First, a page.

back to life

17/01/2011 § Leave a comment

I remember the days we used to dance.

And then, for some reason, we grew up.

In the privacy of our homes, double-paned windows wrapped in silky drapes, in dark corners of living rooms, we quietly stare at our souls, tapping our toes.


Last night, a reunion of sorts and it was happenstance.

It just so happened that last week I was walking the street of Santa Fe and I re-encountered my tango instructor-friend,

“How strange? How, what, where did you come from?!”

“Well, I just got back a couple of days ago from Canada by plane. But, fancy seeing you on this street.”

“Come back to tango. We need more girls.”

“Ok, I will see you Sunday.”

I rang the familiar bell of a familiar place and climbed a familiar staircase. Back into the swing of things.

“Would you like coffee or tea?”

“Coffee. Obviously,” I smiled.

The music had already started and I saw some familiar faces. We did the Argentine kiss-on-the-cheek and I pulled them in for a big, ol’ Canadian hug. The cultures collided, not clashing, but melding.

“You still danced tango when you were in Canada?”

“Nope. I probably don’t remember a thing.”

“Do you want to dance?”


There were some new faces, one was an older lady,

“Hi, how are you? You dance very well, did you dance before?”

“Yes, many years ago. I learned when I came here from Germany, fifteen years ago.”

“Why did you stop?”

“I had a husband, children, I had to work. How do you find time to dance?”

“But, you are taking classes again. I think that’s awesome.”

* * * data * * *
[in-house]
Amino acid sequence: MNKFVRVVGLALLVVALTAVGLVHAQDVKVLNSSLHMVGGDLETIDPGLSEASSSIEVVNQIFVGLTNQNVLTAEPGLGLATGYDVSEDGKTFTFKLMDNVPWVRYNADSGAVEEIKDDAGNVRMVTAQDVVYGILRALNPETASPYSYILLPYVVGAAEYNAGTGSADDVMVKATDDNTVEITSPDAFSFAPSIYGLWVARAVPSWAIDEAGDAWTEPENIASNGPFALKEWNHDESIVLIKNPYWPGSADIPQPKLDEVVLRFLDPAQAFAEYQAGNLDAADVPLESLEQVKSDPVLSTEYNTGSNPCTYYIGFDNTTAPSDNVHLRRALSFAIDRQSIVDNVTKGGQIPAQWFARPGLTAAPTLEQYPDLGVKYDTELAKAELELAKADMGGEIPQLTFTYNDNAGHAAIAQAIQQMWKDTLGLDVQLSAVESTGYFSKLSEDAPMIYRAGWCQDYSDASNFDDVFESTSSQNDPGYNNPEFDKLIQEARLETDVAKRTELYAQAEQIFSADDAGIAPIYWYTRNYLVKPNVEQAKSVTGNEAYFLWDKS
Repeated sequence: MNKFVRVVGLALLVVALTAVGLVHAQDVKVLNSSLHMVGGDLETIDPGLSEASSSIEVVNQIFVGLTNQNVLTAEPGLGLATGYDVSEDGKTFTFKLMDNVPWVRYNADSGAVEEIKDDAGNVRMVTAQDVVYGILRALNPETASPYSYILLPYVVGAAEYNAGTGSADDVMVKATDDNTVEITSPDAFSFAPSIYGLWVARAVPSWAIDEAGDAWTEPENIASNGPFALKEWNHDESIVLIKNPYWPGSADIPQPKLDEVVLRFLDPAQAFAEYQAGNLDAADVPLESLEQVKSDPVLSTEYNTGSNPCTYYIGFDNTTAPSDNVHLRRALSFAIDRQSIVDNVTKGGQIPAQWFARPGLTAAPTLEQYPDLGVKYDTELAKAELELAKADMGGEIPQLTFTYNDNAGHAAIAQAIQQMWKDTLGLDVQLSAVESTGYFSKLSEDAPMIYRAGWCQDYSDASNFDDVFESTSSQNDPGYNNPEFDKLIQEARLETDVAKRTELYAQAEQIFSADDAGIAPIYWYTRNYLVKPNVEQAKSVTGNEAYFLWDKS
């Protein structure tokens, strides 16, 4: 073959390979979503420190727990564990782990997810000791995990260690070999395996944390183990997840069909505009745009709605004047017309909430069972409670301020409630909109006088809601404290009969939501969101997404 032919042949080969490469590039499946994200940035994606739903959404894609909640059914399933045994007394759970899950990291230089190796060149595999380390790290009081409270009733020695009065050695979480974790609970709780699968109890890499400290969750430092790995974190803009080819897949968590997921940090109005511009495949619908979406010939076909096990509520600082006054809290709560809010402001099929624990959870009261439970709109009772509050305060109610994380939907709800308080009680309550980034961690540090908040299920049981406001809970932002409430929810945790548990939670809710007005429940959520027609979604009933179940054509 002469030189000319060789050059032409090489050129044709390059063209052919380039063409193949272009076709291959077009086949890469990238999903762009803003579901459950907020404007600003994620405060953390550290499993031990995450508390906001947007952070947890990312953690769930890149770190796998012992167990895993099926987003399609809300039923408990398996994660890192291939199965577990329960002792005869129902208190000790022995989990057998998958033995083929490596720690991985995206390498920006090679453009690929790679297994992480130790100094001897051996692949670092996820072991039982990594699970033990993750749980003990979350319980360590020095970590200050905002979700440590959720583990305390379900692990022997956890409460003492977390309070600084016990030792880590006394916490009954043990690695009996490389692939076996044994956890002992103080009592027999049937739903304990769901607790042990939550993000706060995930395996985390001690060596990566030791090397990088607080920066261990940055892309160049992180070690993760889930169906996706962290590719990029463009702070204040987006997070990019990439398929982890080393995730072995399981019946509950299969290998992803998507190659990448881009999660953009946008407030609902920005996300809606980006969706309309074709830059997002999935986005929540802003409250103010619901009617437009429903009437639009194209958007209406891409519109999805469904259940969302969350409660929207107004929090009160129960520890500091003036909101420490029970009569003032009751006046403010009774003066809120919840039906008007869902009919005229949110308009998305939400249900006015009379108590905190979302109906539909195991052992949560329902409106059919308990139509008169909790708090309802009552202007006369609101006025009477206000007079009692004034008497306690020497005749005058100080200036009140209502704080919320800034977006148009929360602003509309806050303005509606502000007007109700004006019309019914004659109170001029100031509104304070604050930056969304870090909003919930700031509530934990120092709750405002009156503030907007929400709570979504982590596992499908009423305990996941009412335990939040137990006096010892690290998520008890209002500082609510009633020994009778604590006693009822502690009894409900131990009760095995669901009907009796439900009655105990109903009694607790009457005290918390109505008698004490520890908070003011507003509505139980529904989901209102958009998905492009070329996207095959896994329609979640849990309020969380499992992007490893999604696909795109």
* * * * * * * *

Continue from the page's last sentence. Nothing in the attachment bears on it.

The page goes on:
“Wicked, cool, good, fantastic. I’m going to keep dancing, are you going to dance?”

“No, no, right now I am going to rest. Tango nowadays has so many big steps and flare. I am used to smaller, slower steps.”

A few stumbles and a stubbed toe later, I regained my hook.

“Look! You remember everything.”

“Yes, it’s like riding a bicycle, I guess.”

“What does that mean, ‘it’s like riding a bicycle'”.

“You don’t forget. You wobble when you get back on, but you continue to glide. Do you have a similar saying in Spanish?”

“No. We keep dancing, always. It’s part of our culture. It is part of our life. Now, time to go outside and dance. We will go to the Plaza!”

At the square, a battle of the bands. In one corner, tango. In the the other, samba from Brazil. The old and the new Argentina.

“Look at this, it’s ridiculous. Here, you have people trying to dance a cultural dance and there you have loud, obnoxious noise.”

“I don’t know, I kind of like it. I wonder if you could synthesize the two? Make them part of one another. The new-ness of migration and other cultures is a reality of life. We could learn to bring it in, no?”

Back at the studio-apartment, windows wide open to the street, we danced tango to a Portishead-remix. On my tippy-toes, I looked down and noticed my left foot was bleeding. Turning it to look at the bottom, I saw my sole was just fine.


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